Make your own low vhf antenna - AVS Forum
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post #1 of 7 Old 01-03-2010, 10:43 AM - Thread Starter
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My do it yourself low vhf antenna.

I have searched the web unsuccessfully for a simple antenna design for receiving low vhf HDTV signals (channel 3, 55 miles away). With information from ham radio sites and from (google cheap and easy tv antenna because I am not allowed to post url's), I decided on the following design based on a simple folded dipole.

Materials required:

3/4" or 1" tape measure
3/4" pvc tee
1 1/4" hose clamp - 2 ea.
foam thread spools - 2 ea.
wire - 20"
electrical tape - 12"
reusable zip ties - 2 ea.

I used these items because I had them on hand. The tape measure I used was broken but inexpensive ones can be purchased for $2.00 from harbor freight. The spools and zip ties are not required if you are going to fold your antenna or leave it extended. I prefer being able to roll it up.

Instructions:

1. Cut two pieces of the metal tape measure to length according to a cheap and easy tv antenna website. Cut the entire length first and then cut it in half because the tape measure may recoil.

2. Tape the spools to one end of each piece of the tape measure.

3. Scrape 3/4" of the paint off the other end of each piece.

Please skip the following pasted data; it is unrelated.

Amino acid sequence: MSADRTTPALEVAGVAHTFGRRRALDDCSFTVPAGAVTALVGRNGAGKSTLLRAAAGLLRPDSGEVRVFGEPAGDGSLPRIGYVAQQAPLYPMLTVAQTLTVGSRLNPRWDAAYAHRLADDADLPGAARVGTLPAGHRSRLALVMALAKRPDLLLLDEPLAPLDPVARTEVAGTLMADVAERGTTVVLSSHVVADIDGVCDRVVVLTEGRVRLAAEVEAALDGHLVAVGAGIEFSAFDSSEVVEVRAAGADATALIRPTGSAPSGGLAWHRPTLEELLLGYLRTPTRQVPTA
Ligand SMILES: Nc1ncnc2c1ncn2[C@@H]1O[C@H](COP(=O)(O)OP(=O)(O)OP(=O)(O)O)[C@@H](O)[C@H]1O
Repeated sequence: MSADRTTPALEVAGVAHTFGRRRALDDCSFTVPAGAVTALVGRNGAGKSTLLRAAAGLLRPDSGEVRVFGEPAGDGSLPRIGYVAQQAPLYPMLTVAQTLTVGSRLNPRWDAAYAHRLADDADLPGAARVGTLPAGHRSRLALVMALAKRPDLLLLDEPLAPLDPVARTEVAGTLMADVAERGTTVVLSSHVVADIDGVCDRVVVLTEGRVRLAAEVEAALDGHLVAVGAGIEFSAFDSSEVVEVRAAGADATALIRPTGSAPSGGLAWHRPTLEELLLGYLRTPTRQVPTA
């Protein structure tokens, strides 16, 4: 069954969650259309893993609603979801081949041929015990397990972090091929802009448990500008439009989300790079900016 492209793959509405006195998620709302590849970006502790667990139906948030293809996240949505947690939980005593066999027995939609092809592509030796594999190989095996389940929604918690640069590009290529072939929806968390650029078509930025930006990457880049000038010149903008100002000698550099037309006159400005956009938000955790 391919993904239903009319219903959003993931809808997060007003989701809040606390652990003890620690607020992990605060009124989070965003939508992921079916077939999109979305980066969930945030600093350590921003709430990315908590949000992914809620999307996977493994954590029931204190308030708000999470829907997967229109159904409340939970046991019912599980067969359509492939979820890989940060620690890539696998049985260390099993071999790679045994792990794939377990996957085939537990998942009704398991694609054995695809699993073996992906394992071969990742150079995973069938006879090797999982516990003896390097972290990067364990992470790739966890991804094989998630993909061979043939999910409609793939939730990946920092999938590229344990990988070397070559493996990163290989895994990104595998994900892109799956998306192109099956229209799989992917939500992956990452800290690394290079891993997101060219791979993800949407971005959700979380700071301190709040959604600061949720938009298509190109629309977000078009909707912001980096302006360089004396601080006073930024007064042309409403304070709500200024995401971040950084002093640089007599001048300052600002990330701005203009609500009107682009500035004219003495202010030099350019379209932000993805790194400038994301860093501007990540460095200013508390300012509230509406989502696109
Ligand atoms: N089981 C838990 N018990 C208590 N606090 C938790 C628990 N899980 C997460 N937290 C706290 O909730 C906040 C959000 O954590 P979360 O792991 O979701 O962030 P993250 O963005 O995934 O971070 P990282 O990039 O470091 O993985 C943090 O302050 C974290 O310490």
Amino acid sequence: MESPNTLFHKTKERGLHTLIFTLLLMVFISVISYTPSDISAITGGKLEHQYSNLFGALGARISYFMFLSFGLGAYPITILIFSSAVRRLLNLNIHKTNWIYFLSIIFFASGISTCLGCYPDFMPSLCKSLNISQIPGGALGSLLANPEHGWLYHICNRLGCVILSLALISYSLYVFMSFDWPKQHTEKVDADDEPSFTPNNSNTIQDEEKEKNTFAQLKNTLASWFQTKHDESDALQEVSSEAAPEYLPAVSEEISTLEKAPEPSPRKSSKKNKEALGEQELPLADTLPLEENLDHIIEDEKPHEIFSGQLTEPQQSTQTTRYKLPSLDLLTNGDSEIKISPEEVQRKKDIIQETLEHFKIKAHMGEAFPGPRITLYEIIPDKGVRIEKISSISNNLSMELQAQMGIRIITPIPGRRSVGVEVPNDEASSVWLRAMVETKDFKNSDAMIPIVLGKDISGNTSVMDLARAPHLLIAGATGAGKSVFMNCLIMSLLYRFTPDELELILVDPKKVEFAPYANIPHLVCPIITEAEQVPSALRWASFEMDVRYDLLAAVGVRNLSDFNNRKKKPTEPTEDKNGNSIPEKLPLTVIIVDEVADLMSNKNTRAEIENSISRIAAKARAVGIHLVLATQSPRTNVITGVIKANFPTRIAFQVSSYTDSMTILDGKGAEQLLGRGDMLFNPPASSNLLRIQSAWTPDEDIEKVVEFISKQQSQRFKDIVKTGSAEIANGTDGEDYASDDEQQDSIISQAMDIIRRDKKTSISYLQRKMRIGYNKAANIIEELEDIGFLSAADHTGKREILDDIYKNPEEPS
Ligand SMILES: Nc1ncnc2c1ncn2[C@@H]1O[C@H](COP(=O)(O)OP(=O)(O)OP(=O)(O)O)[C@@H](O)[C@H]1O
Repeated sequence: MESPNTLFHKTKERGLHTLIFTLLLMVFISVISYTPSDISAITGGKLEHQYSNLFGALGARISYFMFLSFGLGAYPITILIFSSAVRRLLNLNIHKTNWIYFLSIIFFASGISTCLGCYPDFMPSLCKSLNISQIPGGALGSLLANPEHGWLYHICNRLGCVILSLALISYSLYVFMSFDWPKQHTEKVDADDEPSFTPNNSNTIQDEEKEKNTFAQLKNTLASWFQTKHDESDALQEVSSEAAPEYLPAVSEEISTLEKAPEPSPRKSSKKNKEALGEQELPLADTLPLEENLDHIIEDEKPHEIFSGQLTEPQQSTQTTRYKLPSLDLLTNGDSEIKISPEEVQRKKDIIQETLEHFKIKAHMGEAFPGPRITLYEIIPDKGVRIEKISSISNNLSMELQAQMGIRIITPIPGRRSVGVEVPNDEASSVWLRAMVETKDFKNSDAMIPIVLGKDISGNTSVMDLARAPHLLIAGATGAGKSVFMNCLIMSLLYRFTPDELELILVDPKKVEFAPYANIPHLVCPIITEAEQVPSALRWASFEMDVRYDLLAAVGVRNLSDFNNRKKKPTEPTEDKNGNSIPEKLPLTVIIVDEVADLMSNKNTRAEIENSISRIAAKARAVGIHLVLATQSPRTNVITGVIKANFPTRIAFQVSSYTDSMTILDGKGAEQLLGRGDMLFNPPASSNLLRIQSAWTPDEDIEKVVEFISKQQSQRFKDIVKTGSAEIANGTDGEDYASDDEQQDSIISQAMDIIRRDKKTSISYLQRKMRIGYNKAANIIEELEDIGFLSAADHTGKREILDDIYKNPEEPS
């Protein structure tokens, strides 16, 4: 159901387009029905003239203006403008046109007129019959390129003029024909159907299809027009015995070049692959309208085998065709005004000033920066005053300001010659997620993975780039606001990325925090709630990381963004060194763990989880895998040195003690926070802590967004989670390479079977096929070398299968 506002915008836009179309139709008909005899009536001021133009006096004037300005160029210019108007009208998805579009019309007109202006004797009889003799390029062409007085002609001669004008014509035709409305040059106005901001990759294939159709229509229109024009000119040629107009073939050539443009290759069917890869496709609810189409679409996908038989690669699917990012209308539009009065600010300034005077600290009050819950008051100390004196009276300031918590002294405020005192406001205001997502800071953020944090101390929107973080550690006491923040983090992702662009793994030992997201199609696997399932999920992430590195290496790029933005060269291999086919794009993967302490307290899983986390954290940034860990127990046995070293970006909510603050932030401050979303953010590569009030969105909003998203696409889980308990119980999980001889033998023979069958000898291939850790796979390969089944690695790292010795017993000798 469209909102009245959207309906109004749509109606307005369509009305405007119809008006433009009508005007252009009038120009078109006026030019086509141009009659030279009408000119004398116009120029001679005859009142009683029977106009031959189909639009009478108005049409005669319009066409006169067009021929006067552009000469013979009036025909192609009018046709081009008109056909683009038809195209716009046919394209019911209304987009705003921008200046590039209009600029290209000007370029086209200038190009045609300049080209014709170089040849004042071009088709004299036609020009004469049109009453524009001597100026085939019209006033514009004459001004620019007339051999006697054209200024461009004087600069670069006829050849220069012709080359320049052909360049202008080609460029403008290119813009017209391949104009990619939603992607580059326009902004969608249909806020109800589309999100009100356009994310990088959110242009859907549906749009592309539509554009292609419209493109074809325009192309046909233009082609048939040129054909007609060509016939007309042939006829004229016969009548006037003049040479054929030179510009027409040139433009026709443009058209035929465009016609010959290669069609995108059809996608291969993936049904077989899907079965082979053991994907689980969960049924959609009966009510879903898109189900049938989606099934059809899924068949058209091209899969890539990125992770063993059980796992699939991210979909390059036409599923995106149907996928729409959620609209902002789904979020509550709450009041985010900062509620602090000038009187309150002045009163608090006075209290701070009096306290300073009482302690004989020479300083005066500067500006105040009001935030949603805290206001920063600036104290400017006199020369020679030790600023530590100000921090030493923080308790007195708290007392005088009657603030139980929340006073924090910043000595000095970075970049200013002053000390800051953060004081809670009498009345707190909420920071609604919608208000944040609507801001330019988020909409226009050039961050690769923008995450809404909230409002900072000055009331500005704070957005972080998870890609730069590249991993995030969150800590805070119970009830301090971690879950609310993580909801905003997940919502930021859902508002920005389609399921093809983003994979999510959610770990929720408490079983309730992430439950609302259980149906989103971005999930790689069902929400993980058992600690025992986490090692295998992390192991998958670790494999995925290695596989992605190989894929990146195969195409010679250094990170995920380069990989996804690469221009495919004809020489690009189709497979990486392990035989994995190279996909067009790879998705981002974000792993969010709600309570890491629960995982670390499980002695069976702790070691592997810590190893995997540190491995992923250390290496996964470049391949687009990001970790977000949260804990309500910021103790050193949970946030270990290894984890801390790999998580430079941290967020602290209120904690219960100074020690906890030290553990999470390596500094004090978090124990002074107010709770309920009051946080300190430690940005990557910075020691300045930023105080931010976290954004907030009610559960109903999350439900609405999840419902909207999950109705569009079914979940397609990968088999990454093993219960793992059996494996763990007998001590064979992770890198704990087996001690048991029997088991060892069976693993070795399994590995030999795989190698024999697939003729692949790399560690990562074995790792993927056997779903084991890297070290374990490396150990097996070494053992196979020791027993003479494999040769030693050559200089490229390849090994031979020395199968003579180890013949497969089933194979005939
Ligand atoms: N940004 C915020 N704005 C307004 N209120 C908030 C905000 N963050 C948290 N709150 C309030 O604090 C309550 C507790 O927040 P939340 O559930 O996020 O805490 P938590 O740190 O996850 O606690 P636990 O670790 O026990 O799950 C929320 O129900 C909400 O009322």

4. Cut the wire in half and strip the ends.

5. Clamp everything together as seen in the pictures. Make sure the wires are contacting the scraped area of the tape measure.

6. Connect the free ends of the wires to the pick up point of your antenna. Mine can be seen attached to my coat hanger antenna.


It actually works for me. I am able to maintain a 75% signal strength for channel 3 at a distance of 55 miles.
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post #2 of 7 Old 05-06-2010, 10:05 AM
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I may be making one of these. Thanks for posting!
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post #3 of 7 Old 11-16-2013, 08:44 PM
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Brilliant post! I've been looking for something like this.

 

I live in a rural area where I'm also 55 miles from broadcast of many of the major networks. In fact, they're almost all channel 17 or below, with NBC @ 13, PBS @ 11, CBS @ 8, and ABC @ 5. With my current 4-bay homemade antenna, I can only tune in 17 and up.

 

4 questions: 

1. How long did you cut your dipoles? Looks like you're going for 1/4 wavelengths for channel 3? (About 45"per, if I'm reading your tape measure pieces correctly).